UK film-makers shine with London-shot features at Cannes Film Festival
Date posted: 23.04.2014
In a strong showing for British talent, six UK-based directors have had their work selected for the prestigious Cannes Film Festival. London is to join them on the coveted screens, having acted as key location for three films screening in the Festival - including Mike Leigh's hotly anticipated Mr Turner and Directors' Fortnight closing film Pride.
East London-shot thriller Snow in Paradise is also part of the festival's official selection, showing in Un Certain Regard.
The full line up of the Directors' Fortnight was announced yesterday, with four of the 14 films showing made in Britain, including Frederick Wiseman's The National Gallery, a study of London's iconic museum. Meanwhile Mr Turner and Ken Loach's Ireland-set Jimmy's Hall are In Competition for the Palme D'or.
Southwark: Matthew Warchus' Pride
With the illustrious task of closing Directors' Fortnight, Matthew Warchus' first film since 1999 is set to take the Festival by storm. Telling the true story of LGBT activists who raised money to support the families of striking miners in the 1980s, Pride has a stellar cast including Bill Nighy, Paddy Considine, Imelda Staunton and Dominic West.
But it nearly didn't happen as planned. Warchus' ideal location for a key scene was the Aylesbury Estate, where productions had not been able to access for some time. With assistance from Film London and the CEO of the London Borough of Southwark, the production was able to use the location. As a result, the team behind Pride worked with the Southwark Film Office to secure work placements with a number of local people.
Hackney: Andrew Hulme's Snow in Paradise
The debut feature of editor-turned-director Andrew Hulme, Snow in Paradise is a thriller set on the streets of East London. It follows one man's journey from crime to religion and the human struggle to renounce violence.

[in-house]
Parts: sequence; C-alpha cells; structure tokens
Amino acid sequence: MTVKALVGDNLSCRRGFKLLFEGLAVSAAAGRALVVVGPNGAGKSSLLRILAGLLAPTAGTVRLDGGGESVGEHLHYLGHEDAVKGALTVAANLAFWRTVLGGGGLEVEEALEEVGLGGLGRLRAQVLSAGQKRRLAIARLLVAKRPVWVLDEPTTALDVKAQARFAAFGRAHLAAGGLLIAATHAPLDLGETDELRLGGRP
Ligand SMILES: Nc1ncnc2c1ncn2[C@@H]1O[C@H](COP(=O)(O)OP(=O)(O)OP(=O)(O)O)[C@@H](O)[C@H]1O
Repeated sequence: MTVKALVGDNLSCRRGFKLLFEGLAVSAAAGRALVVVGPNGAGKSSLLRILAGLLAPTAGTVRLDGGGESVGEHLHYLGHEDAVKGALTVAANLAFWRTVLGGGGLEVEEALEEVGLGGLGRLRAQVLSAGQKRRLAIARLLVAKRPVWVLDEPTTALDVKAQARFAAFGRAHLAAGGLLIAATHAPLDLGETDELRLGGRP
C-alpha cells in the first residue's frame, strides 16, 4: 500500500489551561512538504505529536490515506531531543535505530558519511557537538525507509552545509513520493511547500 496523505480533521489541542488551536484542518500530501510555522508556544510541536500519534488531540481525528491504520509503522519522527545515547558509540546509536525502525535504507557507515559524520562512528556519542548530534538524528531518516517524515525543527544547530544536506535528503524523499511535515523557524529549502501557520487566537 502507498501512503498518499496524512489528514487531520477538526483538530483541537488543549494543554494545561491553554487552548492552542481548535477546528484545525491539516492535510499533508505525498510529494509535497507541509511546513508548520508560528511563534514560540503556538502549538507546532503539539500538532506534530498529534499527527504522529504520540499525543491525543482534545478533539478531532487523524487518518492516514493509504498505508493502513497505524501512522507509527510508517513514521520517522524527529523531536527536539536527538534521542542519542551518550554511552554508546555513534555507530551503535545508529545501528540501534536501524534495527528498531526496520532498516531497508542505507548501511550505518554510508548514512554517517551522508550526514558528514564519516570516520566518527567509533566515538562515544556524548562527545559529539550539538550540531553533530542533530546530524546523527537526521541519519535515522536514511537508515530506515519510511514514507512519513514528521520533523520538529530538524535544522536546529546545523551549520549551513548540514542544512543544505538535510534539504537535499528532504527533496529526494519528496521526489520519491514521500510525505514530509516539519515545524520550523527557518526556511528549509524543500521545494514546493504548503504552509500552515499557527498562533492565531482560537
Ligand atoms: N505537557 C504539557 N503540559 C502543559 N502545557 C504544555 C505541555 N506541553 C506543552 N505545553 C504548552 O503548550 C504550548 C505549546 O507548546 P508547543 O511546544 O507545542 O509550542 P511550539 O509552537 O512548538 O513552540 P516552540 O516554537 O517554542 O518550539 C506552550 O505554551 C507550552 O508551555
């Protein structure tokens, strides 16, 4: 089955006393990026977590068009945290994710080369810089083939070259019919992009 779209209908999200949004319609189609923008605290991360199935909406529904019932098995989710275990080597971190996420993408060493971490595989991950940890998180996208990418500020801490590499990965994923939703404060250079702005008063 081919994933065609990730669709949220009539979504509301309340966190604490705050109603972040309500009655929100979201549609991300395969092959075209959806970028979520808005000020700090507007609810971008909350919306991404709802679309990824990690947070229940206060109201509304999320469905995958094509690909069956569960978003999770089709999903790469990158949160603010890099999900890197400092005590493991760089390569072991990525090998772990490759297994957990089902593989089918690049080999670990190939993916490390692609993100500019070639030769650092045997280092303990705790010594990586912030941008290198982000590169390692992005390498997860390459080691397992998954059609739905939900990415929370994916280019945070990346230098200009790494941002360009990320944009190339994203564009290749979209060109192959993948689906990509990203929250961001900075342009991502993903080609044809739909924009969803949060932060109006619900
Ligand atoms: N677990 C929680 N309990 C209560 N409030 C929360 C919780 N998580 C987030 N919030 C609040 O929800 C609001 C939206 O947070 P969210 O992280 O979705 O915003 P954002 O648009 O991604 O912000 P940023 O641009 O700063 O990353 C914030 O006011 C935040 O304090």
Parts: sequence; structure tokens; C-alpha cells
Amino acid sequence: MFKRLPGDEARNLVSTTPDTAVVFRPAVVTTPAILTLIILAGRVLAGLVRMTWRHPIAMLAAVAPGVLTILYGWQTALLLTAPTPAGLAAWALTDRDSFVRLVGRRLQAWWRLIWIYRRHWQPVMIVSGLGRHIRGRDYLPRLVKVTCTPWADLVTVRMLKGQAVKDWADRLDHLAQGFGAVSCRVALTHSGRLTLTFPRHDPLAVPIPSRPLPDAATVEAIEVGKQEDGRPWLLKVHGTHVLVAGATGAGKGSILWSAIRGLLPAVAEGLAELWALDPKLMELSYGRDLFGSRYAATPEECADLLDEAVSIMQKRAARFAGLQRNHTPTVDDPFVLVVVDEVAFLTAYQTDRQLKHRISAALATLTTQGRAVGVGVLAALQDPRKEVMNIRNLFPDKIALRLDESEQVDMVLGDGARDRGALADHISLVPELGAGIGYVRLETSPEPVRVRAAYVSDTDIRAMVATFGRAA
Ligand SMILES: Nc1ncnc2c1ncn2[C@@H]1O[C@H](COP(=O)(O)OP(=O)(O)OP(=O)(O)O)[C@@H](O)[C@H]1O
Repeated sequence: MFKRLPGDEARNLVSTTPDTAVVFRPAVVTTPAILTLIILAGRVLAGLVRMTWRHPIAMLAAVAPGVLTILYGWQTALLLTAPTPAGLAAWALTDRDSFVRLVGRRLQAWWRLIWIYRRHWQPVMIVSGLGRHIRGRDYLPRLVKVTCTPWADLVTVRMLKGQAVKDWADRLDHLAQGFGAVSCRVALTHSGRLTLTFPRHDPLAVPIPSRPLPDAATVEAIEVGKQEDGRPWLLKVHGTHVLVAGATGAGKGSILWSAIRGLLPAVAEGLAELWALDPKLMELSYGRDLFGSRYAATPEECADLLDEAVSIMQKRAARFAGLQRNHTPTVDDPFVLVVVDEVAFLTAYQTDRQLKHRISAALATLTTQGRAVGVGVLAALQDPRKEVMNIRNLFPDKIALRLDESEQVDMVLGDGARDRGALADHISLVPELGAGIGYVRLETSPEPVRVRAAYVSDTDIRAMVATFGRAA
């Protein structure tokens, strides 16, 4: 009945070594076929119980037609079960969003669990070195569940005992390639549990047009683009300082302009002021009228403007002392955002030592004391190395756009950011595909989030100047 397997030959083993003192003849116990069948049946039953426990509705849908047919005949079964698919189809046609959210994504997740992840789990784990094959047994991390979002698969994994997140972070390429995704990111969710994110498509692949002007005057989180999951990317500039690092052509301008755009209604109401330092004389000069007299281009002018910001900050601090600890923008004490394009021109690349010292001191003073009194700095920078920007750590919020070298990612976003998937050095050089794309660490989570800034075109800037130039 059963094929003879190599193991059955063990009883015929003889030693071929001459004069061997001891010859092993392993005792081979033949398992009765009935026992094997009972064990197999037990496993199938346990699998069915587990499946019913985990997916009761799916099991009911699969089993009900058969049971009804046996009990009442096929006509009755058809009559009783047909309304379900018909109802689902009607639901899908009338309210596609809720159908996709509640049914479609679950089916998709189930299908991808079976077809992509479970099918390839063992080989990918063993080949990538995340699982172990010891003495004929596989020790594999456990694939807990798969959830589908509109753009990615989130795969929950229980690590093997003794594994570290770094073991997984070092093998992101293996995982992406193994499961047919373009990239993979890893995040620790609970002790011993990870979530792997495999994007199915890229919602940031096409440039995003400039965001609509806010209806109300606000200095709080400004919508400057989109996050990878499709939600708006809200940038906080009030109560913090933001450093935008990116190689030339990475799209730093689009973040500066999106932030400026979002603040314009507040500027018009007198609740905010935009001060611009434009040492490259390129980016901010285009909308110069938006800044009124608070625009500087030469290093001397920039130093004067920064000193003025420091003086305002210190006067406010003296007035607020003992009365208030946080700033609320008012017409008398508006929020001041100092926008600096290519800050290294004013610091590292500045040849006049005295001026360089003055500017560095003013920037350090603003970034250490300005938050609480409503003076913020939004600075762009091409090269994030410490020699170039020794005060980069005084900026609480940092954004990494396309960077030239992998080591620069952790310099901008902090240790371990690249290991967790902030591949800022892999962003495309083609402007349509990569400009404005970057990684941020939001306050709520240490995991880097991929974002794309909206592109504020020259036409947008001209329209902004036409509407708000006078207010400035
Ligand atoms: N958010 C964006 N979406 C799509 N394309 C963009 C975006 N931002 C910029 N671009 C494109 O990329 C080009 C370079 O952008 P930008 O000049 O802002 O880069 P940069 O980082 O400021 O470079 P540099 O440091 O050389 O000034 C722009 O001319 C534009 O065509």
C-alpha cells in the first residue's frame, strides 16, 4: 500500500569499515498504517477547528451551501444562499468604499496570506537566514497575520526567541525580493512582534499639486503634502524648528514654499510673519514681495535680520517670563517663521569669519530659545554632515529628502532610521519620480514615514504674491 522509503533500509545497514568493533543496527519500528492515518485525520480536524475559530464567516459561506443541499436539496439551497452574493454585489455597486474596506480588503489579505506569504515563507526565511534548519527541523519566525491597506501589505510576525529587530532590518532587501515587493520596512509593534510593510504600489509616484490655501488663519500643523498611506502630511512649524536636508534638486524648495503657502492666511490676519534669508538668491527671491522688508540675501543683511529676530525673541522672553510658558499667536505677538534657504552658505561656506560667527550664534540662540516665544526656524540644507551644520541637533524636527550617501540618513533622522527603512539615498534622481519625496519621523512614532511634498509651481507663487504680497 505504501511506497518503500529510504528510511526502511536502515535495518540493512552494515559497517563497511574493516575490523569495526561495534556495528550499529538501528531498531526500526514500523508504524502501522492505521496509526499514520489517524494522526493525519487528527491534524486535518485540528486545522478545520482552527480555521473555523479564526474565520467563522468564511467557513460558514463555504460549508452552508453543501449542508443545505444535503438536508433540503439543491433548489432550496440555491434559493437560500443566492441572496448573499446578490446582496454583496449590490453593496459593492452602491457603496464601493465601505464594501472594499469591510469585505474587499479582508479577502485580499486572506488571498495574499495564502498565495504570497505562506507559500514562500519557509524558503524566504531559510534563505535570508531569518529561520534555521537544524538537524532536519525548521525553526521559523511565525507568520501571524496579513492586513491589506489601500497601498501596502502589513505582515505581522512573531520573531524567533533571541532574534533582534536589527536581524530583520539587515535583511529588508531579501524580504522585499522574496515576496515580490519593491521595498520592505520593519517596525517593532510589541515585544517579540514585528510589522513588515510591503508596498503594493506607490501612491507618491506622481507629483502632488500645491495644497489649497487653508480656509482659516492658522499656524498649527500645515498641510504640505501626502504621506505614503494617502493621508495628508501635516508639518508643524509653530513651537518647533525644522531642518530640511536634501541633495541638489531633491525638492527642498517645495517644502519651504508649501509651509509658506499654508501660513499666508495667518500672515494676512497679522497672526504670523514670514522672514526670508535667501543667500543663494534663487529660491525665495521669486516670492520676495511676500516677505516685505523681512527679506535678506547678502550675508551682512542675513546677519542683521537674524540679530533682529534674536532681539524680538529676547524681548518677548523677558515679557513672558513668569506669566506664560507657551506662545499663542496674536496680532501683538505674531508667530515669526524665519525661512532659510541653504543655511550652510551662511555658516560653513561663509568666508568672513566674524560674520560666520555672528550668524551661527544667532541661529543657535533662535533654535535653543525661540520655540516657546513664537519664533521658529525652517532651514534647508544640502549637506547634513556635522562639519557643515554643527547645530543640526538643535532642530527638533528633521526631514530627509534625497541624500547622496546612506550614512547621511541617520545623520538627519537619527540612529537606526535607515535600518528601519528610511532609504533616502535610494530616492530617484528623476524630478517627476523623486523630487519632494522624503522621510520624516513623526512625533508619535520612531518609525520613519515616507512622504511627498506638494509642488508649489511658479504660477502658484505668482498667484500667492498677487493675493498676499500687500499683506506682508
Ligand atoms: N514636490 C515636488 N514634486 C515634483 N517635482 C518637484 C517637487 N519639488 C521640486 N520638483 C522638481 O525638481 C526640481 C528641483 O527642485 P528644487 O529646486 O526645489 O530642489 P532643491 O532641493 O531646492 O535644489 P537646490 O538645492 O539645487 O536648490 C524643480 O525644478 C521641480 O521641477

Based on a true story, and made by a London local, setting was vital to getting the look of this film exactly right. It shot on Boundary Street in Tower Hamlets and did a day in Camden, but for the most part was based in Hackney where the Borough Film Office provided considerable support.
Thanks to Hackney's film office, the production was able to shoot on various street locations around the Dalston/Hoxton area and make use of vacant premises on the Woodberry Down Estate, which is undergoing a process of regeneration. In an empty block one flat was turned into a dilapidated living space while another became a welcoming home.
With a mosque as a central location in the film, the project's location scout approached the London Islamic Turkish Association Mosque on Shacklewell Lane. Not only were they granted much-needed permission to film there, the attached Islamic Community Centre became a base for the production office.
Film Officer Tom Krumins said: "We at Hackney Film Office are delighted to hear Snow in Paradise has been short listed at such a prestigious film festival as Cannes.
We worked closely with the Snow team as an accurate portrayal of Hackney, specifically the Dalston area, was crucial to their story."
Westminster in Mike Leigh's Mr Turner
Competing for the Palme D'or, Mike Leigh returns to Cannes with this long-awaited look at the life of British artist J.M.W Turner. Starring long-time Leigh collaborator Timothy Spall as the eccentric painter who died in 1851, aged 76.
While London's Royal Academy is re-created by Wentworth Woodhouse in Sussex, a bulk of other filming happened in the capital - including the historic Lord North Street in Westminster. A short street of Georgian terraced housing that sits between Smith Square and Great Peter Street in Westminster, the street provided a vital role in creating a convincing representation of London in the early 19th Century.